In This Issue – Reviews

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In addition to our Restatement symposium, this issue features a review essay and three regular reviews. 

In the review essay, ‘When Should International Courts Intervene?’, Jan Petrov engages with Shai Dothan’s book of the same title and applies its framework to the particular challenge of populism.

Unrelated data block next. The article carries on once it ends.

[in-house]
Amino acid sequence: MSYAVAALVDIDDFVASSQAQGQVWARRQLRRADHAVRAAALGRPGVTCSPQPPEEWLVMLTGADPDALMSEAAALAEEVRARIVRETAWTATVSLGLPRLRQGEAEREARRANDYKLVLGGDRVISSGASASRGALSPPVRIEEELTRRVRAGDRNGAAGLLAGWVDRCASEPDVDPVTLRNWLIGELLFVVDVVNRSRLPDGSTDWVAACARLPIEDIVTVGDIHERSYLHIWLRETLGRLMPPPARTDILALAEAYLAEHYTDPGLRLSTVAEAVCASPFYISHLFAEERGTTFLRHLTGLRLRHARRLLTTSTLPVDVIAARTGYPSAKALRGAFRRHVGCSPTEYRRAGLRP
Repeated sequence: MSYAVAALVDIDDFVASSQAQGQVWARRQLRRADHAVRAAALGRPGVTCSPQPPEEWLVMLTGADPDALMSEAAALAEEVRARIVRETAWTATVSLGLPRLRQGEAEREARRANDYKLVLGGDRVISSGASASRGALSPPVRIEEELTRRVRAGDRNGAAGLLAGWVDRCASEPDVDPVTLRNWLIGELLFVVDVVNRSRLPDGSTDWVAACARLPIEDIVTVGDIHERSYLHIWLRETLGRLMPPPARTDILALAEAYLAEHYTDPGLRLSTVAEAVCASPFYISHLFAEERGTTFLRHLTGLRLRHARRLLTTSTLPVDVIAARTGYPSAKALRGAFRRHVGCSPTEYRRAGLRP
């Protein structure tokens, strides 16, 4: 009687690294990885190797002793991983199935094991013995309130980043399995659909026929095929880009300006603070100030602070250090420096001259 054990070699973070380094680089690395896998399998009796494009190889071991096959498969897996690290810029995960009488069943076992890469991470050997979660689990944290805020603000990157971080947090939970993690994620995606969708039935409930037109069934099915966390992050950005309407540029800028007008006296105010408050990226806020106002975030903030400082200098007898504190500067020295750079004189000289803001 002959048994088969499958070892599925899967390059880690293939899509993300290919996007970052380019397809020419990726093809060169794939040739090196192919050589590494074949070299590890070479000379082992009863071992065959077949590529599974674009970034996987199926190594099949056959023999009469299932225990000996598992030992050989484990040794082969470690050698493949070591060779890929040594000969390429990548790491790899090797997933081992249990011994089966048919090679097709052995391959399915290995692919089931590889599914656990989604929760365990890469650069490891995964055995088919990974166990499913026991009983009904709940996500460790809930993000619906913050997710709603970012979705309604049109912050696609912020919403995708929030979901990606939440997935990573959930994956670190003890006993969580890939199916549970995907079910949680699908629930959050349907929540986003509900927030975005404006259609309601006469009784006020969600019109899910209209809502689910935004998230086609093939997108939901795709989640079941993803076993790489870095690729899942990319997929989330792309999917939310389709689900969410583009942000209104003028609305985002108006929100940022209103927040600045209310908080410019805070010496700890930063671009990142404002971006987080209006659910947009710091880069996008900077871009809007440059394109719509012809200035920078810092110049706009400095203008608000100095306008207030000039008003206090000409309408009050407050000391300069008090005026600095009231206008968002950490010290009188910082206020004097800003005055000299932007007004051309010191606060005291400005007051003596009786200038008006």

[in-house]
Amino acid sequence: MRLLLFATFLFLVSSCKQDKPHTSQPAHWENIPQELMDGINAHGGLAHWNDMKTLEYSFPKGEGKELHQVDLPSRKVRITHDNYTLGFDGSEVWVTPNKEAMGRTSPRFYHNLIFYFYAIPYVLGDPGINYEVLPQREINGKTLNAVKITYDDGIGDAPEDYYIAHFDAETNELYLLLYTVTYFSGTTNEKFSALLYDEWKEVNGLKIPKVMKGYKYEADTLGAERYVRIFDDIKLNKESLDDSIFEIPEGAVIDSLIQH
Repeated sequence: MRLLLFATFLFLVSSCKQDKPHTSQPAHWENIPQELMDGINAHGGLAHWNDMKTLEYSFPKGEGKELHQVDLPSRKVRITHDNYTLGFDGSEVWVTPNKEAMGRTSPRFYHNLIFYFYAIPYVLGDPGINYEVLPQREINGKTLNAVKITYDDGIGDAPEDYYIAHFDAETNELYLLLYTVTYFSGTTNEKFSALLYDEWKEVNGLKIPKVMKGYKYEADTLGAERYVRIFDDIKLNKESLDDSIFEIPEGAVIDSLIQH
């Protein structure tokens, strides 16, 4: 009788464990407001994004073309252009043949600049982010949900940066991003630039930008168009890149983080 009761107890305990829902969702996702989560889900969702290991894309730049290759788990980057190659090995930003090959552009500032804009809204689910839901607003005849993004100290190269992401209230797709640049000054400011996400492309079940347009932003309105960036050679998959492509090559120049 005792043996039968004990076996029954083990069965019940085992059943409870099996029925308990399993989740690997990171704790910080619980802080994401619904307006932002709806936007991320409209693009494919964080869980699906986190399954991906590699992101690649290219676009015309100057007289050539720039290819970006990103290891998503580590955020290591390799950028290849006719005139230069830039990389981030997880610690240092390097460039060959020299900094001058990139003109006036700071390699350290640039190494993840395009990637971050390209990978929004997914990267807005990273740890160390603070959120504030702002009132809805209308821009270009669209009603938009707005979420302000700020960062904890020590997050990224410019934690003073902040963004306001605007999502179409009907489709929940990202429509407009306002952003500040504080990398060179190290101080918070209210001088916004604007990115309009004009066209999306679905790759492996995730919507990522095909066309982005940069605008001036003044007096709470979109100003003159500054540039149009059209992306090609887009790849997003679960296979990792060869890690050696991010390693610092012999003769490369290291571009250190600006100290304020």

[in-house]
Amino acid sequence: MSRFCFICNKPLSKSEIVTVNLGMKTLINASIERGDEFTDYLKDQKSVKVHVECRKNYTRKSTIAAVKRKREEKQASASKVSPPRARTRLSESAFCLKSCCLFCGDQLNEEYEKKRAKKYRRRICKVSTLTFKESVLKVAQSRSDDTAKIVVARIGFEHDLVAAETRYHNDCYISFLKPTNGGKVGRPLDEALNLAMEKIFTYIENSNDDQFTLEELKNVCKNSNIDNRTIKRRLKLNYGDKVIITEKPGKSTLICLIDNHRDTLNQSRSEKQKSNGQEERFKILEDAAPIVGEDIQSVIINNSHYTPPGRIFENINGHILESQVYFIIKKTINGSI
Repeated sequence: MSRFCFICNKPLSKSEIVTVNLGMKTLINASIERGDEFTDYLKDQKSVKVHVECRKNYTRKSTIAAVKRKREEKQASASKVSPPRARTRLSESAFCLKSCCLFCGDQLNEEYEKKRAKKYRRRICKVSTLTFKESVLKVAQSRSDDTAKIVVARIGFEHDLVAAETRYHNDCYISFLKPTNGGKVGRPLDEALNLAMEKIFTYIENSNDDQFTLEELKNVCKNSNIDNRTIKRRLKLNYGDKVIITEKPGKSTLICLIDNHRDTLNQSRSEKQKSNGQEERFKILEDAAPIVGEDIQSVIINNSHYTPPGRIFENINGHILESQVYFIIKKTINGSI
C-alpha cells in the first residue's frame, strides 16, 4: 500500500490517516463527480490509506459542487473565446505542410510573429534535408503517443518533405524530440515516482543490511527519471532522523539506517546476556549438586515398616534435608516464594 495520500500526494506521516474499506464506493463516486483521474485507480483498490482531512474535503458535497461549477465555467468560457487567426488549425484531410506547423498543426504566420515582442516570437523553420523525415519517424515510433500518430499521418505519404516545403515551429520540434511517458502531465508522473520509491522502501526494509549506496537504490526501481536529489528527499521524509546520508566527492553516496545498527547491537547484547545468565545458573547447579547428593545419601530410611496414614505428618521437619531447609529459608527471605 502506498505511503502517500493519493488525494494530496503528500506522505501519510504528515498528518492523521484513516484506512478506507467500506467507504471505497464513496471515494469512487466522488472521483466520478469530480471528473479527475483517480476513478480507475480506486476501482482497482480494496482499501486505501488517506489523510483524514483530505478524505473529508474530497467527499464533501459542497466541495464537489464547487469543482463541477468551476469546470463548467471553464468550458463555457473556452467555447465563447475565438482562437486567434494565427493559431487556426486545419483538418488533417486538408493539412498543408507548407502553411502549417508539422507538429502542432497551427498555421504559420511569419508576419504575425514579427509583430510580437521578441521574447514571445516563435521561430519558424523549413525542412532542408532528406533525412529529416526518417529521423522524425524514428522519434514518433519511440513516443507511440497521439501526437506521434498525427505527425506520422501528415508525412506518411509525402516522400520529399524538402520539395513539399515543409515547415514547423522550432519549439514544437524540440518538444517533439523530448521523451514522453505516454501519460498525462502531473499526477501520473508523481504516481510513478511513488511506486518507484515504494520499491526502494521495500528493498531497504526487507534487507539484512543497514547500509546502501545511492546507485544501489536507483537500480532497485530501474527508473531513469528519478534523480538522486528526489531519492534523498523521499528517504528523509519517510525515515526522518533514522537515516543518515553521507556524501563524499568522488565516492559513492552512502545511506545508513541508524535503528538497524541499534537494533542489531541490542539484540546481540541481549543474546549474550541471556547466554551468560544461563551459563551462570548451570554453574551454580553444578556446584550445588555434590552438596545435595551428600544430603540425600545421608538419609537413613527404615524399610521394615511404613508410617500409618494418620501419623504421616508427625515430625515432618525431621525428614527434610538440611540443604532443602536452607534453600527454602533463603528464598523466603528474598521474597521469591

The three regular reviews cover new scholarship on civil wars, supply chain governance, investment law and EU law in an end-of-year potpourri.  Mary Ellen O’Connell reads Chiara Redaelli‘s Intervention in Civil Wars as ‘a sophisticated account of the international law on intervention in civil war’, but emphasizes the resilience of the prohibition against military force.  Ioannis Kampourakis shares Stefano Ponte’s criticism of ‘green capitalism’, set out in Business, Power and Sustainability in a World of Global Value Chains and highlights how and why the book’s central claim matters for international law(yers). Finally, Justin Lindeboom enjoyed reading Pavlos Eleftheriadis’ ‘original and provocative’ attempt, in A Union of Peoples, to portray the EU as a ‘construct of the law of nations’ – even though the book’s vision of international law puzzles him more than a bit. Lots of food for thought, then – happy reading!

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